Since the NTP is back in the news—Kaitlin Pearson, whom Ethics Alarms dubbed the perfect example of the Naked Teacher Principle, was allowed to continue her job as a teacher’s aide—this is a propitious time to address a question I received off-site by an esteemed reader, who sent me a photo similar to the one above (but of another female competitive bodybuilder/mom—who is 50 years old) and commented, “This is a picture of a local soccer mom with a teenage son. Is she setting a good example for her son, and does her conduct trigger the Naked Teacher Principle?”
Let me finish with Kaitlin first. I personally wouldn’t have let her continue, if only because she was not forthcoming about her other pursuits when she interviewed for the job. That doesn’t mean that the resolution of her particular case is in defiance of the NTP. It states,
…a secondary school teacher or administrator (or other role model for children) who allows pictures of himself or herself to be widely publicized, as on the web, showing the teacher naked or engaging in sexually provocative poses, cannot complain when he or she is dismissed by the school as a result.
I have never said that the principle requires such a teacher to be dismissed, but only that she could only blame herself if she was. Many factors come into play in such situations, and it may be that the slight variations from the NTP formula were decisive for Kaitlin—she’s not technically a teacher; this is a primary school, where the sexual issue may not be as much of a problem, and she’s enough of a celebrity (and so attractive) that some unrelated biases may have been working in her favor.
Back to the reader question: I don’t think there is any application of the NTP to mothers, whether they are bodybuilders, lingerie models, Playboy centerfolds or strippers. Parents can have a wide range of parenting problems related to their occupations and avocations, and they should be be able to balance the issues and deal with them; it’s just one more part of parenting. It’s not easy when your mom plays a serial killer, a prostitute or a “Baywatch” lifeguard on TV, it’s not easy when your mom or dad is a politician who is being ridiculed in the press, it’s not easy when your mom is an Olympic weightlifter, or when one of your parents is morbidly obese. I don’t think any of these disqualifies someone from being a parent, and an unusual athletic pursuit like female bodybuilding or fitness competing is no different. And yes, she’s setting a fine example for her sons—defying female stereotypes, showing diligence, discipline and sacrifice, seeking strength, longevity and health.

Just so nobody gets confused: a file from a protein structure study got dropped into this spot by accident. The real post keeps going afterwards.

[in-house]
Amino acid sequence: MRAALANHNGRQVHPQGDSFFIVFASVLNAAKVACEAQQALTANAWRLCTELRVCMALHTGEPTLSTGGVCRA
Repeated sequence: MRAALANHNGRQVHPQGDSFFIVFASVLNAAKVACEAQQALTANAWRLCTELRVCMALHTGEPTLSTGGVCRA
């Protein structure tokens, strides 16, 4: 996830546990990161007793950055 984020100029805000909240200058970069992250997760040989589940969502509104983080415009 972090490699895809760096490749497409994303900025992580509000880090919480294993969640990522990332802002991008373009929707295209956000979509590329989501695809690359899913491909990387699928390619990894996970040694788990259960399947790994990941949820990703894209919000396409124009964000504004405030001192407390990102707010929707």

I think the question is worth pondering, however, where a secondary school teacher is involved. Does the photo above, easily available on the web (all competition photos would be) raise the same issues as the kinds of photos that invoke the Naked Teacher Principle, like this, of NTP subject Cristy Nicole Deweese…
…who was in fact fired from her teaching job? I don’t believe it does. The naked photos that trigger the NTP are always sexually provocative in nature and usually intentionally so. Bodybuilders, who do wear as little (or less) on their bodies as some of the victims of the NTP, are nonetheless doing so in the pursuit of their sport, not to titillate. While it is true that some find bodybuilders sexually arousing (most do not), that is not the objective of the activity. There are biases, some understandable, against participants in this sport, but they are athletes, and to declare that the appearance of women who compete in bodybuilding contests render them unqualified to teach would seem to disqualify any female athlete, and some male athletes too, whose competitive garb are necessarily revealing, like swimmers, divers, gymnasts, runners and volleyball players.
The distinction gets tougher when the competitive bodybuilder also begins posing for sexual effect, as in this:
What is this? A fit woman seeking to inspire by showing the results of her hard work and dedication? Or an intentionally provocative muscle-cheese-cake photo guaranteed to spark the fantasies of 8th grade boys and render their ability to concentrate on algebra futile? I would come down on the side of the latter, and argue that if Andrea were a teacher, she would have an obligation to 1) let her employers know that such photos existed before they hired her 2) either have a pre-emptive strategy to deal with the issue when such photos became available to her students, or 3) not pose for such photos. Yes…I think this kind of bodybuilding photo triggers the NTP.
But it’s a thin line, isn’t it?
Graphic: Girls With Muscle